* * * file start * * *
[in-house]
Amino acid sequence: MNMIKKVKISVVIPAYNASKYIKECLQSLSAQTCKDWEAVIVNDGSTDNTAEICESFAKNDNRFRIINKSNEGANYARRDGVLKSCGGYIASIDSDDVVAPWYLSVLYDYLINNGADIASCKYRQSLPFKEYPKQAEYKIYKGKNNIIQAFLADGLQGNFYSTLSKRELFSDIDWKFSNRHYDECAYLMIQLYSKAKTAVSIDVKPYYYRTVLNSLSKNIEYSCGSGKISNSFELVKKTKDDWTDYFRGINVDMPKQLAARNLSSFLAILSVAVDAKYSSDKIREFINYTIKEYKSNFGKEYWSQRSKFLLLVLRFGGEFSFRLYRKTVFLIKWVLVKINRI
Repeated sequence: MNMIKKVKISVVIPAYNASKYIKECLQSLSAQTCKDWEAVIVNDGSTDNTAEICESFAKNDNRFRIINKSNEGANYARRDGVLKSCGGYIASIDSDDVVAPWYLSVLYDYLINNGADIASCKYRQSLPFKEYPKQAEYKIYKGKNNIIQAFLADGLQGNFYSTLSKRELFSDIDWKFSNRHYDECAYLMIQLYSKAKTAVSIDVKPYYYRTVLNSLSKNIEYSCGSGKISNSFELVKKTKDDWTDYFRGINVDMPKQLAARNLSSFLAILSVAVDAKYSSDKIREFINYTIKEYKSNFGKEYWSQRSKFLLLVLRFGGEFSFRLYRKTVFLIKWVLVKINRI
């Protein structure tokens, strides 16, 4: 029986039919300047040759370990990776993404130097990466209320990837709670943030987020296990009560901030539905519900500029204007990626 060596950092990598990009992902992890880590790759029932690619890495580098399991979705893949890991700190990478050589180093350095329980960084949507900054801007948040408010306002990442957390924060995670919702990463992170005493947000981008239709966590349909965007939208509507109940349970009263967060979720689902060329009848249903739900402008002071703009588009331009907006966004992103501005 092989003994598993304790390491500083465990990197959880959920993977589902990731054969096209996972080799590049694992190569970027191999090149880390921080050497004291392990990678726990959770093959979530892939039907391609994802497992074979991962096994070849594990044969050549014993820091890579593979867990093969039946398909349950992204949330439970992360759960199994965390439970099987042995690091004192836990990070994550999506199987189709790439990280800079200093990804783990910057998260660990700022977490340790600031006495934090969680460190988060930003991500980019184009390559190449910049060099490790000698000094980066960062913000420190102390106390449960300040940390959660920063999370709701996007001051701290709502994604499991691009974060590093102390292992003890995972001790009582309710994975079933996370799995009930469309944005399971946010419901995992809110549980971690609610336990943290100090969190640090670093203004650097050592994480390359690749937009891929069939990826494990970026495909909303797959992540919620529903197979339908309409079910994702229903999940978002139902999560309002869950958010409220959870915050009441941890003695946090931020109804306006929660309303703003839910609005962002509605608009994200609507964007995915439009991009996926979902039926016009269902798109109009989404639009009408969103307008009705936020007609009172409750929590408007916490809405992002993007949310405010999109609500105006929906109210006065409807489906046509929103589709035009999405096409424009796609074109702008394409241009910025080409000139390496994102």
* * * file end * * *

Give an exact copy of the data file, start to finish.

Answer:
[in-house]
Amino acid sequence: MNMIKKVKISVVIPAYNASKYIKECLQSLSAQTCKDWEAVIVNDGSTDNTAEICESFAKNDNRFRIINKSNEGANYARRDGVLKSCGGYIASIDSDDVVAPWYLSVLYDYLINNGADIASCKYRQSLPFKEYPKQAEYKIYKGKNNIIQAFLADGLQGNFYSTLSKRELFSDIDWKFSNRHYDECAYLMIQLYSKAKTAVSIDVKPYYYRTVLNSLSKNIEYSCGSGKISNSFELVKKTKDDWTDYFRGINVDMPKQLAARNLSSFLAILSVAVDAKYSSDKIREFINYTIKEYKSNFGKEYWSQRSKFLLLVLRFGGEFSFRLYRKTVFLIKWVLVKINRI
Repeated sequence: MNMIKKVKISVVIPAYNASKYIKECLQSLSAQTCKDWEAVIVNDGSTDNTAEICESFAKNDNRFRIINKSNEGANYARRDGVLKSCGGYIASIDSDDVVAPWYLSVLYDYLINNGADIASCKYRQSLPFKEYPKQAEYKIYKGKNNIIQAFLADGLQGNFYSTLSKRELFSDIDWKFSNRHYDECAYLMIQLYSKAKTAVSIDVKPYYYRTVLNSLSKNIEYSCGSGKISNSFELVKKTKDDWTDYFRGINVDMPKQLAARNLSSFLAILSVAVDAKYSSDKIREFINYTIKEYKSNFGKEYWSQRSKFLLLVLRFGGEFSFRLYRKTVFLIKWVLVKINRI
């Protein structure tokens, strides 16, 4: 029986039919300047040759370990990776993404130097990466209320990837709670943030987020296990009560901030539905519900500029204007990626 060596950092990598990009992902992890880590790759029932690619890495580098399991979705893949890991700190990478050589180093350095329980960084949507900054801007948040408010306002990442957390924060995670919702990463992170005493947000981008239709966590349909965007939208509507109940349970009263967060979720689902060329009848249903739900402008002071703009588009331009907006966004992103501005 092989003994598993304790390491500083465990990197959880959920993977589902990731054969096209996972080799590049694992190569970027191999090149880390921080050497004291392990990678726990959770093959979530892939039907391609994802497992074979991962096994070849594990044969050549014993820091890579593979867990093969039946398909349950992204949330439970992360759960199994965390439970099987042995690091004192836990990070994550999506199987189709790439990280800079200093990804783990910057998260660990700022977490340790600031006495934090969680460190988060930003991500980019184009390559190449910049060099490790000698000094980066960062913000420190102390106390449960300040940390959660920063999370709701996007001051701290709502994604499991691009974060590093102390292992003890995972001790009582309710994975079933996370799995009930469309944005399971946010419901995992809110549980971690609610336990943290100090969190640090670093203004650097050592994480390359690749937009891929069939990826494990970026495909909303797959992540919620529903197979339908309409079910994702229903999940978002139902999560309002869950958010409220959870915050009441941890003695946090931020109804306006929660309303703003839910609005962002509605608009994200609507964007995915439009991009996926979902039926016009269902798109109009989404639009009408969103307008009705936020007609009172409750929590408007916490809405992002993007949310405010999109609500105006929906109210006065409807489906046509929103589709035009999405096409424009796609074109702008394409241009910025080409000139390496994102």